US bond investors increased their exposure to the riskiest end of the bond market in the week leading up to the Fed's first decision in four meetings.
The upcoming Fed Open Market Committee meeting on Thursday was hotly tipped as the defining moment, which would see the US start to raise interest rates from historical lows. The narrative has been thrown a curve ball in recent weeks with many now questioning the wisdom of raising interest rates in the wake of recent emerging market weakness.
The Markit Emerging Market PMI indicated that these markets have experienced their worst patch since the global financial crisis in 2008, raising questions about the Fed's willingness to raise interest rates before the impact of emerging market weakness to US growth is better understood.
This uncertainty is also reflected in US treasury yields with the Markit iBoxx $ Treasuries index now trading 20bps off the levels seen earlier in the summer when the consensus for a September rate rise was much stronger.
ETF investors add to HY exposure
US ETF investors have increased their exposure to high yield bonds in the week prior to this week's FOMC meeting, offering another indication of the market's lack of belief in a September rate hike. This relatively strong appetite for high yield bonds saw investors pile $450m of funds into the 28 US listed domestically exposed ETFs.
This was not the case in the four previous meetings as investors were weary of being exposed to the most volatile end of the US bond market, which would arguably feel the brunt of any hawkish Fed policy moves.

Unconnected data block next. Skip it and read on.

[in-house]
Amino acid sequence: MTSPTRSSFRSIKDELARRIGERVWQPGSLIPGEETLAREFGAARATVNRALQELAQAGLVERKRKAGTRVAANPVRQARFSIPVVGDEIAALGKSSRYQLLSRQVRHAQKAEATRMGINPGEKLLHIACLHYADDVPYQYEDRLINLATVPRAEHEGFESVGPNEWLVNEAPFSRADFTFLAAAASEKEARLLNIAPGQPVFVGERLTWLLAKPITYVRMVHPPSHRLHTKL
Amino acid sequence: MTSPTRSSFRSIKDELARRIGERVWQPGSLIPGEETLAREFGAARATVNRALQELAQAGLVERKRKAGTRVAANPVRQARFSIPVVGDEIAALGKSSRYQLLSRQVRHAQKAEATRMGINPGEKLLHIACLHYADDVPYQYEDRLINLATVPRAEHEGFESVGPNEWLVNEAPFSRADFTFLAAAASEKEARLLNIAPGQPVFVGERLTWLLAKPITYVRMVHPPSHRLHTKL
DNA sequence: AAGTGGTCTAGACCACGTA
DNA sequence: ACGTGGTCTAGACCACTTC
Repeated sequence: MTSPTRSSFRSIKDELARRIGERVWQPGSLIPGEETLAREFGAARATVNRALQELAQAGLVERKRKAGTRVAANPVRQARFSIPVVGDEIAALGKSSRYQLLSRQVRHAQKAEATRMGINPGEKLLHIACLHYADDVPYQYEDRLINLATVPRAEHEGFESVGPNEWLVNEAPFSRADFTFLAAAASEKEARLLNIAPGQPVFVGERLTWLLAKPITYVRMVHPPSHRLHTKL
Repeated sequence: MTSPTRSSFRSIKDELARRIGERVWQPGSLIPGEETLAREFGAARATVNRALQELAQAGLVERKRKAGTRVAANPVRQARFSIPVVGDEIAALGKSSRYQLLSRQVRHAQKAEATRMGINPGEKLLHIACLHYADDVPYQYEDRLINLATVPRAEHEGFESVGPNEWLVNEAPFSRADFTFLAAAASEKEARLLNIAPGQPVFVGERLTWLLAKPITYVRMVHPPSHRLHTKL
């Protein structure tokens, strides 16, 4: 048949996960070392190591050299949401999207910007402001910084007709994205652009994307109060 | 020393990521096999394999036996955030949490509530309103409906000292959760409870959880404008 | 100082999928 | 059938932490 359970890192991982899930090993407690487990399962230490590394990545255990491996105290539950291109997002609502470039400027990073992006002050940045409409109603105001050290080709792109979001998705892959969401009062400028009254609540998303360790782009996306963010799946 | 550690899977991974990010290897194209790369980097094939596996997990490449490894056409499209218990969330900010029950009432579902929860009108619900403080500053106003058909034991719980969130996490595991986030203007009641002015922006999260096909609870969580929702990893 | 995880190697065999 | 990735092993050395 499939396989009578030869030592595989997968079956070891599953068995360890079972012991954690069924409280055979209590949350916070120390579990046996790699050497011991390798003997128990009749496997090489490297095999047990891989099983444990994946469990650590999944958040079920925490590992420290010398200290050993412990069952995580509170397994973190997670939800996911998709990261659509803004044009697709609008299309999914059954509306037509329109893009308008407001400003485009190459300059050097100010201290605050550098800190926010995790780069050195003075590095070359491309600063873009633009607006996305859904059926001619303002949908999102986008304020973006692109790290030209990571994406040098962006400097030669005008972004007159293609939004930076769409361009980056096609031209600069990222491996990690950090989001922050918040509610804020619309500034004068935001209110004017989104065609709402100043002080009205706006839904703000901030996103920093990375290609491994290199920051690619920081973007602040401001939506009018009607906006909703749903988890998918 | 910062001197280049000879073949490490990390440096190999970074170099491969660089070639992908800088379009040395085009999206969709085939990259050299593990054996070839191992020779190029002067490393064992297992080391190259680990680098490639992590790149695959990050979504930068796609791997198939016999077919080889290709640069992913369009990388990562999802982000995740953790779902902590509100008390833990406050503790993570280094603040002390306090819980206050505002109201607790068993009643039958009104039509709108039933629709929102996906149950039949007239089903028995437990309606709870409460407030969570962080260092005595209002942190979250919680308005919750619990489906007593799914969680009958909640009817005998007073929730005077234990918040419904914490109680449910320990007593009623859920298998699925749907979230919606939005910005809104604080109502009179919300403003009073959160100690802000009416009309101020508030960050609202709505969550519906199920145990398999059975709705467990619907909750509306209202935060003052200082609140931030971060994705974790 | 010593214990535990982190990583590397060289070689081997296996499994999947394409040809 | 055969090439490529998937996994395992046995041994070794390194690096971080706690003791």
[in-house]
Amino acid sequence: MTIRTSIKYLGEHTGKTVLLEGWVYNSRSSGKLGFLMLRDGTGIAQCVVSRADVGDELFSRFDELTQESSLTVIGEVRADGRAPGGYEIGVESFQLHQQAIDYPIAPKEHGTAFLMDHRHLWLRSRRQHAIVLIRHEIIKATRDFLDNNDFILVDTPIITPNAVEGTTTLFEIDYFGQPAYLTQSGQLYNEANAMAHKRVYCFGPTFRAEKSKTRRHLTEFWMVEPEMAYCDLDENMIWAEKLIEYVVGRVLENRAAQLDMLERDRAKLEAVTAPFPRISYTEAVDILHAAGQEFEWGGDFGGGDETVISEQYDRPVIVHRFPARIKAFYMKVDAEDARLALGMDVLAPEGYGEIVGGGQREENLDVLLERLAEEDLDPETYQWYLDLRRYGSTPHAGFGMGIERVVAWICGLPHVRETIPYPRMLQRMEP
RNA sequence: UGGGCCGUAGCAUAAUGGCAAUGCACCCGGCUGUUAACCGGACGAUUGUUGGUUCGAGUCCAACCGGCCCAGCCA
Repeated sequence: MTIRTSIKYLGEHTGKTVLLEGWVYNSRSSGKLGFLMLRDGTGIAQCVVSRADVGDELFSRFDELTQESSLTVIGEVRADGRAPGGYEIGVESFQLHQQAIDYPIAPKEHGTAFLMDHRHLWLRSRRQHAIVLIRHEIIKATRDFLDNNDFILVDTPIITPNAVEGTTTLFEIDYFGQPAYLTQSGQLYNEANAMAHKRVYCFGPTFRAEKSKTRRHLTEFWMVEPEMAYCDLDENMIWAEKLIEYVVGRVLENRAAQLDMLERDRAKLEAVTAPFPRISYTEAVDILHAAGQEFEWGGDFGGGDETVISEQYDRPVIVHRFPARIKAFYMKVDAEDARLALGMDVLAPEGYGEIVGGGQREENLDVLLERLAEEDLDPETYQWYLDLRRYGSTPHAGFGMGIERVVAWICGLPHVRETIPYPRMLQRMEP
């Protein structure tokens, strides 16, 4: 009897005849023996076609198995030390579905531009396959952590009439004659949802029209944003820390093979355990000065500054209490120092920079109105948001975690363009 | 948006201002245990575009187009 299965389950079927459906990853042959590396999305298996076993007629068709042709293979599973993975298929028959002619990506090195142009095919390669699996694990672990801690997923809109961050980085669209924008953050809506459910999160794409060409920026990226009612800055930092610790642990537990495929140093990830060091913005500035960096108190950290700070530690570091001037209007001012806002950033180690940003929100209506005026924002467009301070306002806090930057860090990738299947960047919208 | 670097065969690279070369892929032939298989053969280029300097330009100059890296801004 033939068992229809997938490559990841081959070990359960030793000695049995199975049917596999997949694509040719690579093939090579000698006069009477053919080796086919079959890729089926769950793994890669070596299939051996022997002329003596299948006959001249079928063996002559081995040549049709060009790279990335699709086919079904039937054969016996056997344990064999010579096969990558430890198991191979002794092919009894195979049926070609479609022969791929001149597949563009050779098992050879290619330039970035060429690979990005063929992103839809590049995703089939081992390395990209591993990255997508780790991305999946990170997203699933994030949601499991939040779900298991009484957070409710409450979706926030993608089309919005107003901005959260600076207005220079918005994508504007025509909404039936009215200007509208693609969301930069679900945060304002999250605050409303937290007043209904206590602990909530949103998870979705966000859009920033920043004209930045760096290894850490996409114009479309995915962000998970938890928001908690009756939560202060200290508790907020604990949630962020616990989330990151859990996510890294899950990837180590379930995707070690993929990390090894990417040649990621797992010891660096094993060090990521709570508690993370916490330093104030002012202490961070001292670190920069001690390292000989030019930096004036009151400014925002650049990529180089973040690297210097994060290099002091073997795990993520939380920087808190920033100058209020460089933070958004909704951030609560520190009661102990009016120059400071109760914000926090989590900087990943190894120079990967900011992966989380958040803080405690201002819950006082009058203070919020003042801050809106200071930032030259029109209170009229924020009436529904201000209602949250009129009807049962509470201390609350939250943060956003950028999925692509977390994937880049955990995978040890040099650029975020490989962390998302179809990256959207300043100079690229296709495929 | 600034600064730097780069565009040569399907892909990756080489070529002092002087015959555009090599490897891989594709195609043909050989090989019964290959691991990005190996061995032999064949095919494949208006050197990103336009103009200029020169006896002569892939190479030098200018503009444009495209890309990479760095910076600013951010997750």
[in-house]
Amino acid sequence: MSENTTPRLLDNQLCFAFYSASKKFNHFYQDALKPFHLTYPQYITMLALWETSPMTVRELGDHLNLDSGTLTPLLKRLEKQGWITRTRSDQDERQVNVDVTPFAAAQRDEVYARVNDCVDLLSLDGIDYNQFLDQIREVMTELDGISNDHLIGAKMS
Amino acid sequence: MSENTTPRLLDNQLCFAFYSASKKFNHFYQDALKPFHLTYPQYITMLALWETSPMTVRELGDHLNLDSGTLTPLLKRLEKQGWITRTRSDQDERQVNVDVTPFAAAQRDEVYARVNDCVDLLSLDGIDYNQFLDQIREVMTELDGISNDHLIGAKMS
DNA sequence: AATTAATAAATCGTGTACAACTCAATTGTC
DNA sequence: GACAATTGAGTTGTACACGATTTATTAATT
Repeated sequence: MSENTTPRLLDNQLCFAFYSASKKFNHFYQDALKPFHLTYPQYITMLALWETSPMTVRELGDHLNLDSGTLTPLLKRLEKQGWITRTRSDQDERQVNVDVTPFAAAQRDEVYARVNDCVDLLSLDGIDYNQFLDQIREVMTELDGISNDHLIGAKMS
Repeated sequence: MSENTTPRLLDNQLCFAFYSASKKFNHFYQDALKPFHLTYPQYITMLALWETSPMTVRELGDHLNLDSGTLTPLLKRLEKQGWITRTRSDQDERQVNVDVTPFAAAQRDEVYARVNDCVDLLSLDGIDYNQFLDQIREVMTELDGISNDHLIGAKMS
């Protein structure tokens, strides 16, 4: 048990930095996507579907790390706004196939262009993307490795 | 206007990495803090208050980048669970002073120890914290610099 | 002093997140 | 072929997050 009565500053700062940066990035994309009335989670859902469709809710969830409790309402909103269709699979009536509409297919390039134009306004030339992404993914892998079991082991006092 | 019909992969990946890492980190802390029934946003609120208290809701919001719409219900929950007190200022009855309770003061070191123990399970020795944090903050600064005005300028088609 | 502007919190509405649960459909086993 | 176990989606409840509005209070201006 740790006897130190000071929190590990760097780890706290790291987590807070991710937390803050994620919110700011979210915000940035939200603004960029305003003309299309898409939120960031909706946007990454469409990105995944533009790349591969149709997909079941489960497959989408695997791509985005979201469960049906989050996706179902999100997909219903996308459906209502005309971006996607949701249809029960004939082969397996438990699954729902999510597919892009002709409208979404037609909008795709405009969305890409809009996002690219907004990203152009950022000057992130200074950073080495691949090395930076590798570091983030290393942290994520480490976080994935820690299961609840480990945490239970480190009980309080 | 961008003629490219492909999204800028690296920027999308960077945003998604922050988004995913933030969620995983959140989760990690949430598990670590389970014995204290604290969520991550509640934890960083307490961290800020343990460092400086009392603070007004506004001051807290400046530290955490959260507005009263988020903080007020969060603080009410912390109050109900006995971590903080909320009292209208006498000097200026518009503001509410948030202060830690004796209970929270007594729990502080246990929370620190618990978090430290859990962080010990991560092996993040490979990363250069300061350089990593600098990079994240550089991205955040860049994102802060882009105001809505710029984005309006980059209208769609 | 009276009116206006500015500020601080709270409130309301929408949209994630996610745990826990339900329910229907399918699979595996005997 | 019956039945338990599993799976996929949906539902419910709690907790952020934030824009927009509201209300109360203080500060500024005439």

Outflows avoid losses
This desire to avoid high yield bonds in the lead up to the FOMC decision has paid out so far this year as the Markit iBoxx $ Liquid High Yield index has delivered negative total returns in the subsequent week during four of the last five meetings.
This underperformance averages out to a significant -0.4%, making the inflows witnessed over the last week even more significant given the large negative swings in the asset class over the last five meetings.
Already priced in?
The bull case for the asset class can also be made given the fact that the yields of high yield corporate bonds are at three-year highs after climbing 1.6% in the last 12 months.
While a large part of the recent yield spike has been driven by increased risk perceptions of energy and mining issuers, a portion of this trend can surely be attributed to investors taking the Fed's forward guidance on interest rates to heart.